Two general rules of thumb for polite conversation are to never discuss politics or religion. With a title like the one for this post, you’re probably assuming I’m going to be breaking the second part. Further, most authors are reluctant to discuss politics or religion for fear of alienating readers.
I’m going to break the rule. It’s for a good cause.
Anyone who knows me and has read this site knows I’m a Christian. It might not be the focus of most of my posts here, but it’s readily apparent in large and small ways.
Matthew 6:24 has been on my mind recently: “No one can serve two masters. Either you will hate the one and love the other, or you will be devoted to the one and despise the other. You cannot serve both God and money.” (NIV translation) Most sermons and lessons I’ve heard couple the verse with 1 Timothy 6:10: “For the love of money is a root of all kinds of evil. Some people, eager for money, have wandered from the faith and pierced themselves with many griefs.”
The problem with this pairing is that Matthew 6:24 isn’t just about money – it’s about serving two masters. Money is incidental and common, but hardly singular.
My social media feed is filled with all types: political activists of most stripes, hunters, vegans, weightlifters, video gamers, blue-collar workers on food stamps to middle management, wage slaves and contractors, government employees and private business owners, and authors both independent and signed with a major publishing house. In short, I see a lot of diverse opinions on virtually any subject that comes up.
Many of them, perhaps most of them, don’t realize what god they worship. (Lowercase god is intentional.)
It’s important to me that I note here that I’m not criticizing anyone here – this understanding only surfaced after some long reflection on myself and my own priorities.
I see self-proclaimed Christians who seem to focus solely on their jobs. All of their energy and concentration seem to be bound up in their employment. Self-employed people tend to have this the worst: a focus so intent on a business succeeding that there is no time for spiritual affairs or the business of the church.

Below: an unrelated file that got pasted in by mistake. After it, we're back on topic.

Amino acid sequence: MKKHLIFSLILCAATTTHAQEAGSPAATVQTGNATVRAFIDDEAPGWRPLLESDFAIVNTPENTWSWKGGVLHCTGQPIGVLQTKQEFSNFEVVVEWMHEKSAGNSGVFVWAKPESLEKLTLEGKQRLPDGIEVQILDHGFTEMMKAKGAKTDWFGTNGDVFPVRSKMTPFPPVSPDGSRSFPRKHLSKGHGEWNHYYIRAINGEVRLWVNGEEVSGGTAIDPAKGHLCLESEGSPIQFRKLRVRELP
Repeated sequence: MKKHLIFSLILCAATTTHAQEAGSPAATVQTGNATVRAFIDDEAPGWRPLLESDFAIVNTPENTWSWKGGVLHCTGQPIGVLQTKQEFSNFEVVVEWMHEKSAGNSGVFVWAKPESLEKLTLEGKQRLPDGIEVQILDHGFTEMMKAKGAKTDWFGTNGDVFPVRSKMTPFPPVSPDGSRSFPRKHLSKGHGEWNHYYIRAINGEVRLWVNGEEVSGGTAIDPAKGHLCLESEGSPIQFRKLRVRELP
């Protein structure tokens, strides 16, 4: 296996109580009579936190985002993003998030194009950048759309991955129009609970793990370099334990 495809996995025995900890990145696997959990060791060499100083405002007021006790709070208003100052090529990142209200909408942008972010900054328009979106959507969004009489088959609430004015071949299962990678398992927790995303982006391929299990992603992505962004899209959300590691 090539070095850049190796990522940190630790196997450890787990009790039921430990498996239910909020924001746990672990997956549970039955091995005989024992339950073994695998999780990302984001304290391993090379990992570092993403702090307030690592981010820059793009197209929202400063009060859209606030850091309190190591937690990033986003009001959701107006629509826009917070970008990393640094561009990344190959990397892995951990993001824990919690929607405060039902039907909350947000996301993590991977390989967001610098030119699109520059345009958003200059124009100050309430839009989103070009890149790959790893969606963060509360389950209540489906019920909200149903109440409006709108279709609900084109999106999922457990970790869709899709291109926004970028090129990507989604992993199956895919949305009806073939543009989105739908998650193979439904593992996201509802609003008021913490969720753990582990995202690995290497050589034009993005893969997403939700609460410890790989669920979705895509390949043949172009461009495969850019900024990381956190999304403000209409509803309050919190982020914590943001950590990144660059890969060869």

Those who work for others spend their off-hours energy elsewhere. Many worship at the altar of fitness – their Facebook and Twitter posts are about Crossfit, about marathon running, about triathlons or powerlifting. Often related to this are the latest diet fads, be they paleo or vegan or Atkins. These people are focused on the body and absolute physical health, believing it necessary or perhaps even the key to finding spiritual health and happiness.
Others revel in leisure activities, ranging from the intensely indoors (video games – MMORPGs tend to be the worst) to the intensely outdoors (hunting, fishing, boating, hiking, camping). They worship creation, not the Creator, with their actions betraying the lies of their words.
The idol of human knowledge is the target of much worship. Even among those who line the pews on Sunday morning are quick to ignore the Word for the next six days while seeking only the secular.
I’m as ugly a sinner as any. This is not a holier-than-thou post. But if you’re a believer in any faith, and you read this, I ask you: by your actions, by your money, by your time and energy, what do you worship?